Facilities Workshop

2007 PKAL Facilities Seminar

June 16 - 17, 2007

2007 PKAL Facilities Seminar
Westfields Marriott Washington Dulles
- near the Washington Dulles International Airport -
Chantilly, Virginia
June 16 - 17, 2007

This facilities seminar will offer a highly-compressed journey through the process of planning 21st century spaces for undergraduate science, technology, engineering and mathematics (STEM) that serve 21st century students, and that nurture the development of those students into leaders in a world increasingly global, a world in which science and technology influence all aspects of life and work.

The themes for this seminar reflect the lessons learned from the facilities planning workshops hosted by PKAL since 1992, beginning with the primary lesson learned about the importance of having the right questions on the table, followed by the importance of knowing who needs to be at the table (and when) during the long process of planning that results in exemplary spaces for science for a specific undergraduate community.

The seminar will focus on the early stages of planning, about organizing the community in ways that enable the process of planning to serve the institutional mission and to reach the programmatic goals you will have defined in the process. If we were to summarize some of the burning questions presented by teams at recent PKAL facilities planning workshops, it would be a question such as: “how can we develop a process for planning that gets to the heart of the institutional mission (who we are) and then that challenges our community to explore and articulate a challenging vision of the future that is owned by the entire campus community?”

“While we recognize that we need new facilities, we also recognize that we are not yet ready for new facilities. We need to identify ways to enhance interactions among the departments that will need to be involved, to ensure that our broad community assumes ownership of the future for STEM programs on our campus.”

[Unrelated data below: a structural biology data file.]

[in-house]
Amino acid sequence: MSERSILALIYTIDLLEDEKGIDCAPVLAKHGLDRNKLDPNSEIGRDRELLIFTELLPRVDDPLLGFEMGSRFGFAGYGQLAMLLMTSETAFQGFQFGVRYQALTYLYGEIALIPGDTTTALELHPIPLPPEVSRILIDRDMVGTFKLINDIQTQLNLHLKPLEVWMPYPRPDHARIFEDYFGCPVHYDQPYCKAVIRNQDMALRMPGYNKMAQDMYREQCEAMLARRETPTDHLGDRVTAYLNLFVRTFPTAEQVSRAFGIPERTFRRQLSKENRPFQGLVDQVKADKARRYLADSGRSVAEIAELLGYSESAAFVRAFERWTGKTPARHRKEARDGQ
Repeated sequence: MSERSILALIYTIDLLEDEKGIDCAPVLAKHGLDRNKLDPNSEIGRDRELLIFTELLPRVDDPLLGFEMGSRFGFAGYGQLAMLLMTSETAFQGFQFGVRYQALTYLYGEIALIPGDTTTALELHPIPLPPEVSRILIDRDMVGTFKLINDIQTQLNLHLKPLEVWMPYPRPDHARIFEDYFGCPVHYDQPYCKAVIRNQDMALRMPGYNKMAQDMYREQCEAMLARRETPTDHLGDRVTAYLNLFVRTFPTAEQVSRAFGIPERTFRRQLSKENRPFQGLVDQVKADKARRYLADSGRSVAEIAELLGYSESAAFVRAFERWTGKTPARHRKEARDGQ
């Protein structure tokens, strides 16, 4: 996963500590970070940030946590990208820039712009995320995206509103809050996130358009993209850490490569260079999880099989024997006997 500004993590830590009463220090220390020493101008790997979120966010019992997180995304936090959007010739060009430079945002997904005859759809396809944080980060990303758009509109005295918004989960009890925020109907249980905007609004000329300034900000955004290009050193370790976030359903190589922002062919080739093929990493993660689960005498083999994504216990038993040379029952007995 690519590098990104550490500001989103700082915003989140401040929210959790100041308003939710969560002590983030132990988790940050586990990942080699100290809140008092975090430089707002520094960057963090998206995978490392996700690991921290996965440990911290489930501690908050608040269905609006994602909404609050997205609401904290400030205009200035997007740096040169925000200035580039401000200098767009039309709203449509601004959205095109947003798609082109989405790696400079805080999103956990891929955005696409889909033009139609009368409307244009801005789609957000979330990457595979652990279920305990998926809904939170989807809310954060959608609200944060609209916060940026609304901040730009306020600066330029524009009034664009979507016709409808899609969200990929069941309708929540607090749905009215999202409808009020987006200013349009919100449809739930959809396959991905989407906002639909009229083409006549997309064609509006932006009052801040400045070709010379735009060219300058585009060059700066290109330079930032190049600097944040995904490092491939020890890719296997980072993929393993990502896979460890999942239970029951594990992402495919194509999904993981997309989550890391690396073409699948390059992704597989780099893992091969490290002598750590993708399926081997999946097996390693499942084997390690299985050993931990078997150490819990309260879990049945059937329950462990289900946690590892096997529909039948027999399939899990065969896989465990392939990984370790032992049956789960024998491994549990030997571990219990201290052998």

There are many sub-questions under that umbrella question, including:

  • what kind of pedagogies are being used or explored by STEM faculty
  • how are technologies being or might be used to strengthen STEM learning
  • how does the campus aspire to be “research-rich” or “interdisciplinary”
  • how can new spaces serve the broader campus community
  • how do new spaces signal the centrality of STEM fields in the 21st century liberal arts curriculum.

Wrestling with those questions suggests further explorations by planning teams, including how to use the process of planning to experiment in using spaces for new ways of learning, teaching and research.

This seminar builds from the preceding institute; but it is designed to be a stand-alone event for participating teams. As with all PKAL facilities planning workshops, there will be several opportunities to examine the sequence of planning of recently-completed projects, view and discuss photos from a wide range of recently-completed projects, and to have individual consultations with experienced planners of 21st century spaces for science. Each team will be expected to develop a take-home agenda for action.



Cranbrook Jigsaw Group C: The Science Building of the Future
Understanding Key Questions
After more than a decade of significant activity in imagining, planning, constructing, and using new spaces for natural science communities on our nation’s campuses, it seemed prudent to step back, to ask if old questions are still relevant and what new questions are emerging. It seemed equally important to begin to gather thoughts of architects and other reflective practitioners from the design professional world about questions for the future.